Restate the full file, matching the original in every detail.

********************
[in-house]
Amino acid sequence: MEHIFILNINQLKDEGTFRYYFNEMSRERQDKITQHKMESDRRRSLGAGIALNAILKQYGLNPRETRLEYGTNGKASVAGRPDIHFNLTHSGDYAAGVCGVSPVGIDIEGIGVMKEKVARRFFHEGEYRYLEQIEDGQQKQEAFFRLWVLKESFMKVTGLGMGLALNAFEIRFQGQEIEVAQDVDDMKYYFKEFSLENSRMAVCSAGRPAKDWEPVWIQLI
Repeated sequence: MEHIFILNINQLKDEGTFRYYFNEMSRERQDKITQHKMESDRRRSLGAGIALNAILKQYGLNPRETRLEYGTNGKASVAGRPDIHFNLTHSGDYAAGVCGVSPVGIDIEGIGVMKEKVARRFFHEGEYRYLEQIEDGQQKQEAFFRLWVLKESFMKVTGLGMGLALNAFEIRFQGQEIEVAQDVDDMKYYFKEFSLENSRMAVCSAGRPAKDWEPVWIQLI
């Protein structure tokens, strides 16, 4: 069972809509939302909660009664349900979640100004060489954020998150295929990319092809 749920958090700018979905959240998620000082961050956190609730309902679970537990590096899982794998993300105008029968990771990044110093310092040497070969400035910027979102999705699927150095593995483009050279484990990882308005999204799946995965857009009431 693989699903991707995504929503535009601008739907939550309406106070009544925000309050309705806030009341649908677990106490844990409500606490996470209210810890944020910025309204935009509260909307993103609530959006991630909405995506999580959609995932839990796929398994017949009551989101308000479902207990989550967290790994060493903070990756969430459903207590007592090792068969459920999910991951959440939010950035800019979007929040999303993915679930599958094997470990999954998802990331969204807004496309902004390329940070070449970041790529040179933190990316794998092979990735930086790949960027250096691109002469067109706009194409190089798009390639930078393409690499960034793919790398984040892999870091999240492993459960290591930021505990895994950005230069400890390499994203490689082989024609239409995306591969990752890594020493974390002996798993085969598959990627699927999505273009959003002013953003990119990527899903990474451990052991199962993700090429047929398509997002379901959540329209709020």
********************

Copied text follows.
[in-house]
Amino acid sequence: MEHIFILNINQLKDEGTFRYYFNEMSRERQDKITQHKMESDRRRSLGAGIALNAILKQYGLNPRETRLEYGTNGKASVAGRPDIHFNLTHSGDYAAGVCGVSPVGIDIEGIGVMKEKVARRFFHEGEYRYLEQIEDGQQKQEAFFRLWVLKESFMKVTGLGMGLALNAFEIRFQGQEIEVAQDVDDMKYYFKEFSLENSRMAVCSAGRPAKDWEPVWIQLI
Repeated sequence: MEHIFILNINQLKDEGTFRYYFNEMSRERQDKITQHKMESDRRRSLGAGIALNAILKQYGLNPRETRLEYGTNGKASVAGRPDIHFNLTHSGDYAAGVCGVSPVGIDIEGIGVMKEKVARRFFHEGEYRYLEQIEDGQQKQEAFFRLWVLKESFMKVTGLGMGLALNAFEIRFQGQEIEVAQDVDDMKYYFKEFSLENSRMAVCSAGRPAKDWEPVWIQLI
């Protein structure tokens, strides 16, 4: 069972809509939302909660009664349900979640100004060489954020998150295929990319092809 749920958090700018979905959240998620000082961050956190609730309902679970537990590096899982794998993300105008029968990771990044110093310092040497070969400035910027979102999705699927150095593995483009050279484990990882308005999204799946995965857009009431 693989699903991707995504929503535009601008739907939550309406106070009544925000309050309705806030009341649908677990106490844990409500606490996470209210810890944020910025309204935009509260909307993103609530959006991630909405995506999580959609995932839990796929398994017949009551989101308000479902207990989550967290790994060493903070990756969430459903207590007592090792068969459920999910991951959440939010950035800019979007929040999303993915679930599958094997470990999954998802990331969204807004496309902004390329940070070449970041790529040179933190990316794998092979990735930086790949960027250096691109002469067109706009194409190089798009390639930078393409690499960034793919790398984040892999870091999240492993459960290591930021505990895994950005230069400890390499994203490689082989024609239409995306591969990752890594020493974390002996798993085969598959990627699927999505273009959003002013953003990119990527899903990474451990052991199962993700090429047929398509997002379901959540329209709020």